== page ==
Hear Benedict Cumberbatch Read John Keats’ “Ode to a Nightingale” and Other Great Works by Shakespeare, Dante & Coleridge

Would Bene­dict Cum­ber­batch have such ardent fans if he could­n’t read poet­ry so well? Almost cer­tain­ly he would, although his way with verse still seems not like a bonus but an inte­gral com­po­nent of his dra­mat­ic per­sona. Though not eas­i­ly explained, that rela­tion­ship does come across if you hear any of the actor’s read­ings of poet­ry. In the video above, Cum­ber­batch per­forms “Ode to a Nightin­gale,” the longest and best-known of John Keats’ 1819 odes that casts into verse the poet­’s dis­cov­ery of “neg­a­tive capa­bil­i­ty,” or as he defined it in a let­ter two years ear­li­er, “when a man is capa­ble of being in uncer­tain­ties, mys­ter­ies, doubts, with­out any irri­ta­ble reach­ing after fact and rea­son.”

Yet one sens­es that the Cum­ber­batch fans who put up these videos, such as the one accom­pa­ny­ing “Ode to a Nightin­gale” with imagery rem­i­nis­cent of a Tiger Beat pic­to­r­i­al, care less about his neg­a­tive capa­bil­i­ty than cer­tain oth­er qual­i­ties. His voice, for instance: the uploader of the video com­bin­ing five poems just above describes as “the vel­vety dul­cet tones of a jaguar hid­ing in a cel­lo.”

That com­pi­la­tion includes “Ode to a Nightin­gale” as well as Shake­speare’s “The Sev­en Ages of Man” (“All the world’s a stage”), Lewis Car­rol­l’s “Jab­ber­wocky,” a piece of Dan­te’s Divine Com­e­dy, and Samuel Tay­lor Coleridge’s “Kubla Khan.” With Coleridge’s dream of Asia and Dan­te’s Ital­ian vision of the after­life, this poet­ic mix does get more exot­ic than it might seem (at least by the stan­dards of the eras from which it draws).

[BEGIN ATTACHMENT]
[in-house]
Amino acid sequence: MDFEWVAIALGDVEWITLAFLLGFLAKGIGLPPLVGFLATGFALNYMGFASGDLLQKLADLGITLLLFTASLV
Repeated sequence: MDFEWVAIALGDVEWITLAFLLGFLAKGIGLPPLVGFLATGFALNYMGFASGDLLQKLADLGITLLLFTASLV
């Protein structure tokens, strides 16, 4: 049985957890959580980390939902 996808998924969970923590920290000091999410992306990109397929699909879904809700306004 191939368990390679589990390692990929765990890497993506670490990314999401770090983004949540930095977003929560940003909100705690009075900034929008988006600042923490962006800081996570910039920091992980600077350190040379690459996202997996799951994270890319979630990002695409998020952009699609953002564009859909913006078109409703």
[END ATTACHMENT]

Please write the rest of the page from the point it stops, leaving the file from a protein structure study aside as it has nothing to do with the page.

But Cum­ber­batch, who in 2015 received the hon­or of Com­man­der of the Most Excel­lent Order of the British Empire from the Queen and even read at the rebur­ial cer­e­mo­ny of King Richard III, clear­ly match­es best with the canon of his native Eng­land. As a ver­sa­tile per­former, and thus one who pre­sum­ably under­stands all about the need for neg­a­tive capa­bil­i­ty, Cum­ber­batch and his cel­lo-hid­den jaguar deliv­ery (a poet­ic descrip­tion, in its own way) has done jus­tice in the past to Kaf­ka, Kurt Von­negut, and Moby-Dick. Still, one won­ders what poem Cum­ber­batch could per­form in order to achieve an unsur­pass­able state of peak Eng­lish­ness. How long could it take for him to get around, for instance, to “If—”?

Cum­ber­batch’s read­ing of “Ode” will be added to our col­lec­tion, 1,000 Free Audio Books: Down­load Great Books for Free.

Relat­ed Con­tent:

F. Scott Fitzger­ald Reads Shakespeare’s Oth­el­lo and Keats’ “Ode to a Nightin­gale” (1940)

Coleridge’s Rime of the Ancient Mariner Ani­mat­ed: A Clas­sic Ver­sion Nar­rat­ed by Orson Welles

Hear 20 Hours of Roman­tic & Vic­to­ri­an Poet­ry Read by Ralph Fiennes, Dylan Thomas, James Mason & Many More

Hear Bene­dict Cum­ber­batch Read Kafka’s The Meta­mor­pho­sis

Bene­dict Cum­ber­batch Reads Kurt Vonnegut’s Incensed Let­ter to the High School That Burned Slaugh­ter­house-Five

Based in Seoul, Col­in Mar­shall writes and broad­casts on cities and cul­ture. His projects include the book The State­less City: a Walk through 21st-Cen­tu­ry Los Ange­les and the video series The City in Cin­e­ma. Fol­low him on Twit­ter at @colinmarshall or on Face­book.

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